Signal to Noise Ratio

The SNR is based on several variables, the most important of which are of course signal intensity (where Cr is often used as the reference) and the underlying noise of a spectroscopy experiment. The dependencies of signal intensity and noise can be divided into two categories:

Fig. 6.2. a Full water signal of a phantom spectrum containing the main brain metabolites compared to the metabolite signal (b) several orders of magnitude smaller than the water signal

1. Dependencies which cannot be affected by the user and which are given by fixed natural constants. The corresponding SNR shall be called SNRint.

2. Dependencies that can be altered by modifying the acquisition parameters. The corresponding SNR shall be called SNRExp.

The most important factors for SNRint in a 'H-MRS experiment are to be aware of are the number of protons contributing to the total signal N, the field strength of the static magnetic field B0 and the relaxation properties of a specific metabolite. With a direct, linear proportionality of SNRint to N and B0 these parameters define the intrinsic SNR available for the spectroscopy experiment, which means that an increase in B0 from 1.5Tto 3.0 T will theoreticallyboost the SNRby a factor of two. This achievable SNR will always be degraded by the natural phenomena of relaxation, expressed as an exponential signal decay after full excitation with the relaxation constants T2 and exponential return of the spin system into thermal equilibrium with the time constant T1.

For a given sample in a specific MR scanner, the value of SNRint is fixed, and its limitations cannot be overcome. Beside these factors, there are others which can be optimized by the user, and which contribute to the final SNR. The main parameters to be considered by the user are the type of sequence, the number of signal averages N, the sample volume (VOI), and the echo and repetition times (TE, TR).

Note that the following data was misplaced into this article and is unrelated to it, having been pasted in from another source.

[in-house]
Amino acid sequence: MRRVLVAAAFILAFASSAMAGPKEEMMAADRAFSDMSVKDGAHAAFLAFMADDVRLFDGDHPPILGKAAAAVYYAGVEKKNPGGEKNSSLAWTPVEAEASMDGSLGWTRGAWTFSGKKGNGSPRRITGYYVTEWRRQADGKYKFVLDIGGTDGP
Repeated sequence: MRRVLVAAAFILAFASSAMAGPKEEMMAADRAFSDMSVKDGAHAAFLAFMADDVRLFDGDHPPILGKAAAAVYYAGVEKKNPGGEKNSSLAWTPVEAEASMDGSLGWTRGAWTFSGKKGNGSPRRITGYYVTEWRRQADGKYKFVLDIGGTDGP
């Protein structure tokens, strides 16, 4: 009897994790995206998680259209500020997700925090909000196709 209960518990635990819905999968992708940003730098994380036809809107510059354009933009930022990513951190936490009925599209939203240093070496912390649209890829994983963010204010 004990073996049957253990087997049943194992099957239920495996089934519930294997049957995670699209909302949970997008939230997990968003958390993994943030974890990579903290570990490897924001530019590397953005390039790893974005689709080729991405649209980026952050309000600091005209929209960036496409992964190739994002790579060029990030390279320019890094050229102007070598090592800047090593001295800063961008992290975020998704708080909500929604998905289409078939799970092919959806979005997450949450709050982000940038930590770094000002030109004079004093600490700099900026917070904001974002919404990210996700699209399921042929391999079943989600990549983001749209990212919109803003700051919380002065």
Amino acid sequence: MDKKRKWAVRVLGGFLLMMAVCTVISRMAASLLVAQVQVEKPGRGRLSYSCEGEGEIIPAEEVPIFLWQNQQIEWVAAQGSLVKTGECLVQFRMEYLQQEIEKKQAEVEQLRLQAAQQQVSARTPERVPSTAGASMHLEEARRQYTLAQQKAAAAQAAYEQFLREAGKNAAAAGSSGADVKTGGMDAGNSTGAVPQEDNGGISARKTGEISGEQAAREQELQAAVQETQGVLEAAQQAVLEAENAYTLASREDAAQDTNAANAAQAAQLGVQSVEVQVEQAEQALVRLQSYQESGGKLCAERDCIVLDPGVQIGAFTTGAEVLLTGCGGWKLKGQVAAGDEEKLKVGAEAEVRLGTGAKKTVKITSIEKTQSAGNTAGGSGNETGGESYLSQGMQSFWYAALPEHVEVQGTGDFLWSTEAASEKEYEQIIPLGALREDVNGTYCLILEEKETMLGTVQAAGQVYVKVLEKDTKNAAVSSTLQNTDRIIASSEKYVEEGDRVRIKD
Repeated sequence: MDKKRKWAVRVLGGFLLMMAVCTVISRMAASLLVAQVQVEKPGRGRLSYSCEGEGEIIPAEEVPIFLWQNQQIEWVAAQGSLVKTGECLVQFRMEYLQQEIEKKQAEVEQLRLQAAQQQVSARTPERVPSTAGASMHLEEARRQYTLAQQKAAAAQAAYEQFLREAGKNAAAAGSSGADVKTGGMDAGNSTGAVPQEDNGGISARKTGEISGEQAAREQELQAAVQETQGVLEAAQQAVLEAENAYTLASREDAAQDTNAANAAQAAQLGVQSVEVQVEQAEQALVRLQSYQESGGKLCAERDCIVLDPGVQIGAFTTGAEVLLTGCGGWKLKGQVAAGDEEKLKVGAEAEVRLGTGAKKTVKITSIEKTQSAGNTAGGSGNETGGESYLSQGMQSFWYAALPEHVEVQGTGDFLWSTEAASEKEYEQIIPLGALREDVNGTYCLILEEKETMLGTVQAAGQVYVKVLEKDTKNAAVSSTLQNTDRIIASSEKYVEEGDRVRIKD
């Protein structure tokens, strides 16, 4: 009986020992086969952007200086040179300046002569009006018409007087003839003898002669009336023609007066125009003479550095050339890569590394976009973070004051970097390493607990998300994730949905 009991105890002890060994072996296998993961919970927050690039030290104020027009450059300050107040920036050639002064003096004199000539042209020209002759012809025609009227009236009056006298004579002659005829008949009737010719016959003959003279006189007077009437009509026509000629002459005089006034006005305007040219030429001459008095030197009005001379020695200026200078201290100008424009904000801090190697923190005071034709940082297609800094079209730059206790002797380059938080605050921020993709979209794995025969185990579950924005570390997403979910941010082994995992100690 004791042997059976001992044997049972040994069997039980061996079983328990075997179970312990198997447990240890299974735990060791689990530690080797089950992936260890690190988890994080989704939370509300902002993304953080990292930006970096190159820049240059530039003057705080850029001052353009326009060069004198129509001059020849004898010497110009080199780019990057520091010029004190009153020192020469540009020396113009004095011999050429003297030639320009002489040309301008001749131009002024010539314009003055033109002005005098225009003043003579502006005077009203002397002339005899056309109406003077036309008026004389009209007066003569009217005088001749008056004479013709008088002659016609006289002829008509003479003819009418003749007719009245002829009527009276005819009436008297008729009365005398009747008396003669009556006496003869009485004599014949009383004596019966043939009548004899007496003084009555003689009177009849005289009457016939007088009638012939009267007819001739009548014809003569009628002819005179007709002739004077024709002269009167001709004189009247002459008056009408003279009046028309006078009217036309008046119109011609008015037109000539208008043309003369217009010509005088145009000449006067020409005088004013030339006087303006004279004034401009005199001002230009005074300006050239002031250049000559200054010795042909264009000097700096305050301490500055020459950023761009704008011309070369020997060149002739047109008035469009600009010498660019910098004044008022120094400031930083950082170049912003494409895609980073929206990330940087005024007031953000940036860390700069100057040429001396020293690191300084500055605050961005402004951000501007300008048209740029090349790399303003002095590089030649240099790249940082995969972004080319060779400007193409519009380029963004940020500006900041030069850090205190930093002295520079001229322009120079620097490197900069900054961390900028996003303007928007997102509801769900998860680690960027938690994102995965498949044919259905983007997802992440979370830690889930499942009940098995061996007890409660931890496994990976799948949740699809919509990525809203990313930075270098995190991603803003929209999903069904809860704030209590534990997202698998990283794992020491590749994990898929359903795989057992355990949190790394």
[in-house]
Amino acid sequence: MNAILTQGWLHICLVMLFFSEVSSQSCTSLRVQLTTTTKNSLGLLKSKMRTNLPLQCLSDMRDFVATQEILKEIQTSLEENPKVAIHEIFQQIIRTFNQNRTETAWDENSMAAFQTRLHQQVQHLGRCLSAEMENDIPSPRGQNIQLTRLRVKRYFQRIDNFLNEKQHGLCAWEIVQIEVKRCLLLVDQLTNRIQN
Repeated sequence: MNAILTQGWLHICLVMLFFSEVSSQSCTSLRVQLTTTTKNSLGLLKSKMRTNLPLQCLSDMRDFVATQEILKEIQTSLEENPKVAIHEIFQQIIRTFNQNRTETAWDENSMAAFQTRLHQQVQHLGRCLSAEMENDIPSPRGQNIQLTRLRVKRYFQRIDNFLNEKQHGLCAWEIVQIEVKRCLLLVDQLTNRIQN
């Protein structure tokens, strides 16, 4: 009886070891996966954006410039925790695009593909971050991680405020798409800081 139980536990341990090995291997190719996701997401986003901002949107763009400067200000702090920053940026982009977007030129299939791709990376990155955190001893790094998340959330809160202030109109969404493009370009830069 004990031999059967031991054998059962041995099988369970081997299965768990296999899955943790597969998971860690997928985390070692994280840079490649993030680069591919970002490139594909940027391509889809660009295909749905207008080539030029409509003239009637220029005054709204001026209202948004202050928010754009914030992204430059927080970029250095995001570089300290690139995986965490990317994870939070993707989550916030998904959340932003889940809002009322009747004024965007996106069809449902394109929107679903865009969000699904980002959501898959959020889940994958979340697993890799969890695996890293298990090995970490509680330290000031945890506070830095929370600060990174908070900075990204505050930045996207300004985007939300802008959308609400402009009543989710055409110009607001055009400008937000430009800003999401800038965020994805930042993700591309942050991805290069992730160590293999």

The SNR gain obtained from the intensity increase from 1.5 to 3.0 T can for instance be used to decrease the acquisition volume by a factor of two. On the other hand, reduction of the acquisition volume by a factor of two at a constant field strength would require to in-

Frequency {ppm)

Ren I

Frequency {ppm)

Ren I

2 1 Frequency (ppm)

Fig. 6.3. Spectra acquired on the same phantom containing the main brain metabolites at 1.5 T (a) and at 3.0T (b) usingthe same sequence parameters (PRESS: TR: 2000 ms, TE: 35 ms), showing the increased SNR, the improved spectral resolution, in particular between 2 ppm and 2.6 ppm, and the different peak ratio between the main metabolites due to the different relaxation times of individual metabolites at different field strengths b a crease the number of averages by factor of four to maintain the SNR. In addition, T1 relaxation times increase with higher field strength, leading to increased signal saturation for a given repetition time, and T2 relaxation times decrease. Therefore, the theoretical doubling of SNR cannot be achieved, due to the use of repetition times (TR) in the order of the T1 decay times (and not infinitely long) and echo times (TE) in the order of the metabolite T2 decay times [19-22].

Comparison of different experimental settings thus requires careful analysis of all parameters to avoid errors and misinterpretations (Fig. 6.3).

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